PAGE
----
This elaborate stained-glass cupola (dome) inside Magasins du Printemps department store is located above the main restaurant in the store. Installed in 1923, it is composed of 3,185 individual pieces of stained glass. (David Lefranc / Paris Tourist Office) Back to slideshow navigation
  5. Keeping cool

    Tourists soak their feet in a reflecting pool at Place du Trocadero, an area of museums and gardens. (Gabriel Bouys / AFP - Getty Images) Back to slideshow navigation
  6. Sights from the Seine

    A "Bateau Mouche" tourist boat travels near the Paris Justice court. These boat tours are a popular, but relaxing way to view the sights of Paris along the Seine River. (Benoit Tessier / Reuters) Back to slideshow navigation
  7. Museum of masterpieces

    Originally a royal fortress for kings, and open to all since 1793, the Louvre is one the world's greatest art museums, housing 35,000 works of ancient and Western art, displayed in over 60,000 square meters of exhibition space. More than 6 million visitors see the Louvre per year. (Mike Hewitt / Getty Images) Back to slideshow navigation
  8. Shopper's haven

    Local art, food and other goods are sold in passage Jouffroy, across Boulevard Montmartre. Originally designed to protect pedestrians from mud and horse-drawn vehicles, the passages (shopping arcades), arre located between the Grands Boulevards and the Louvre. (Amélie Dupont / Paris Tourist Office) Back to slideshow navigation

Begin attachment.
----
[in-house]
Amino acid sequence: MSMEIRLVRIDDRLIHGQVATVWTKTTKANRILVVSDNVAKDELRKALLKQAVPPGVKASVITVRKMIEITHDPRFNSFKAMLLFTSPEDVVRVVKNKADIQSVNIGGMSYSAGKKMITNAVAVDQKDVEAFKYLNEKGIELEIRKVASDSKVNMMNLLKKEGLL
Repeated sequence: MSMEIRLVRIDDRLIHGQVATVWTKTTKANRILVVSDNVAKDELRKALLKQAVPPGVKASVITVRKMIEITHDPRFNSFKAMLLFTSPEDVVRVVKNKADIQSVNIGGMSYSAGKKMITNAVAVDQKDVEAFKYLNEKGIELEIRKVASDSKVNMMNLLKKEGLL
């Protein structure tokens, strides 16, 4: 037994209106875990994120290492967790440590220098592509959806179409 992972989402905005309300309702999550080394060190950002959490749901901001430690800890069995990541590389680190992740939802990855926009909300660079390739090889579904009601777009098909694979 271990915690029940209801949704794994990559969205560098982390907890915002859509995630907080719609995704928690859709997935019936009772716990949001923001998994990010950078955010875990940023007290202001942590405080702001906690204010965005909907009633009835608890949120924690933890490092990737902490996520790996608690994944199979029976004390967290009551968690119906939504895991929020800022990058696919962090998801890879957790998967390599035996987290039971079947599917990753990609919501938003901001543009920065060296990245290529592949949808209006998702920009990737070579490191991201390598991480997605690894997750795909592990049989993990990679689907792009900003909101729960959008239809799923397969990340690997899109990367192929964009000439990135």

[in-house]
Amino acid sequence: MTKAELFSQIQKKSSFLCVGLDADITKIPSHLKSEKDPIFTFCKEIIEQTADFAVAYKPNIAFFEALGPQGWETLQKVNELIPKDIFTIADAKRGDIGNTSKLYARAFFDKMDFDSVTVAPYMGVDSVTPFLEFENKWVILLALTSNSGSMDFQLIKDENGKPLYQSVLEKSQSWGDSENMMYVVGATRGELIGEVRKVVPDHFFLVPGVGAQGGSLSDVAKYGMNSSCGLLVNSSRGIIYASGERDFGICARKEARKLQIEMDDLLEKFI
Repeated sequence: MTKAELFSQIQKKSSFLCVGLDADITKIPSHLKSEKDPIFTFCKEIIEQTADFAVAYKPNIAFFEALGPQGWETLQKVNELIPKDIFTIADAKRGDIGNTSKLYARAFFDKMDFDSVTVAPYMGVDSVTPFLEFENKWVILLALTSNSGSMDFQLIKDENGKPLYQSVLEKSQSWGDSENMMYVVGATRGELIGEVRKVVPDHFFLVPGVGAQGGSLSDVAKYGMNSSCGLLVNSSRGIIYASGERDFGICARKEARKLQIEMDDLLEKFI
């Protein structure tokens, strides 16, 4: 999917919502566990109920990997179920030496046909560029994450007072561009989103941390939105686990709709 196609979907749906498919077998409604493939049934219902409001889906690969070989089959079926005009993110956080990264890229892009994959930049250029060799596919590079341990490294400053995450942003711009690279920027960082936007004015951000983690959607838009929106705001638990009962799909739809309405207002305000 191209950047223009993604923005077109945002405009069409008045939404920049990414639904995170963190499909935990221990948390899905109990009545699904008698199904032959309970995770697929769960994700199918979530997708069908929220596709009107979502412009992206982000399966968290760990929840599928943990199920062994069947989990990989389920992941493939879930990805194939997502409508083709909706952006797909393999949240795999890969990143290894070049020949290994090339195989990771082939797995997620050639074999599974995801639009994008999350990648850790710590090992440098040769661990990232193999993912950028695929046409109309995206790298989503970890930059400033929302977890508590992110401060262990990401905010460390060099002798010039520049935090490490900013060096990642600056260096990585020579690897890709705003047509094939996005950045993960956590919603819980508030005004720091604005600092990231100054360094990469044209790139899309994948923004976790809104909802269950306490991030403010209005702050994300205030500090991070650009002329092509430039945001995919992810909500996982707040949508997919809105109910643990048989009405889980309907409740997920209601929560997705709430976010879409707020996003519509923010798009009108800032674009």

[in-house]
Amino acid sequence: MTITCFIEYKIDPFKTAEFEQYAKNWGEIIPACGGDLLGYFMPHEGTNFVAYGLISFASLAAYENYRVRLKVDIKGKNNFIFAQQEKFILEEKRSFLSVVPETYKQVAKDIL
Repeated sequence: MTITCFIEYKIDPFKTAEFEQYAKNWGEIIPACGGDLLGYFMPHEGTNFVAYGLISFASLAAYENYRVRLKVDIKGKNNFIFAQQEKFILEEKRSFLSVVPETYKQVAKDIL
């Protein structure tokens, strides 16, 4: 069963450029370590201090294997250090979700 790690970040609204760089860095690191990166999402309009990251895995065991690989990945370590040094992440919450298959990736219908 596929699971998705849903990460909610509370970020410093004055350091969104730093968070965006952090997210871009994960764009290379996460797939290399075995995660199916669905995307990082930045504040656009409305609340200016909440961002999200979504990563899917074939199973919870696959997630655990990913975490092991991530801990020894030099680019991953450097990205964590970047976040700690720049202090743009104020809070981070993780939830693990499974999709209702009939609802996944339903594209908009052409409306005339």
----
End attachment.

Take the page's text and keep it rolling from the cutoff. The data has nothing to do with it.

9. Modern art

    A view of the Centre Pompidou in Paris. Its 1977 factory style architecture contrasts with the surrounding buildings of Paris' oldest district near Notre-Dame cathedral. It has a public library, and the French National Museum of Modern Art. (Loic Venance / AFP - Getty Images) Back to slideshow navigation
  10. Holy architecture

    One of the finest examples of French Gothic architecture is the Notre Dame Cathedral, attracting 13 million visitors each year. The name Notre Dame means "Our Lady" in French. (Stéphane Querbes / Paris Tourist Office) Back to slideshow navigation
  11. Practical protectors

    The famous stone statues of Notre Dame. (Amélie Dupont / Paris Tourist Office) Back to slideshow navigation
  12. Tranquil gardens

    The Jardin des Tuileries is Paris's most central garden. Its fountains, sculptures, cafes, formal gardens, and central location, make it a popular destination for visitors and locals. (Amélie Dupont / Paris Tourist Offi) Back to slideshow navigation
  13. Tuileries Palace

    Tuileries Palace encloses the western end of the Louvre and the formal gardens that make up Jardin des Tuileries park, stretching from the Louvre to the Place de Concorde, and bordered by the Seine. (Bruce Bennett / Getty Images) Back to slideshow navigation
  14. Moulin Rouge

    The cabaret Moulin Rouge was built in 1889, in Paris' red-light district of Pigalle on Boulevard de Clichy. The Moulin Rouge is best known as the birthplace of the can-can dance. (David Lefranc / Paris Tourist Office) Back to slideshow navigation
  15. Flowing with history

    The Fontaine des Mers at one of the main public square, Place de la Concorde. At 20 acres, it is the largest square in Paris. (Henri Garat / Paris Tourist Office) Back to slideshow navigation
  16. Honoring warriors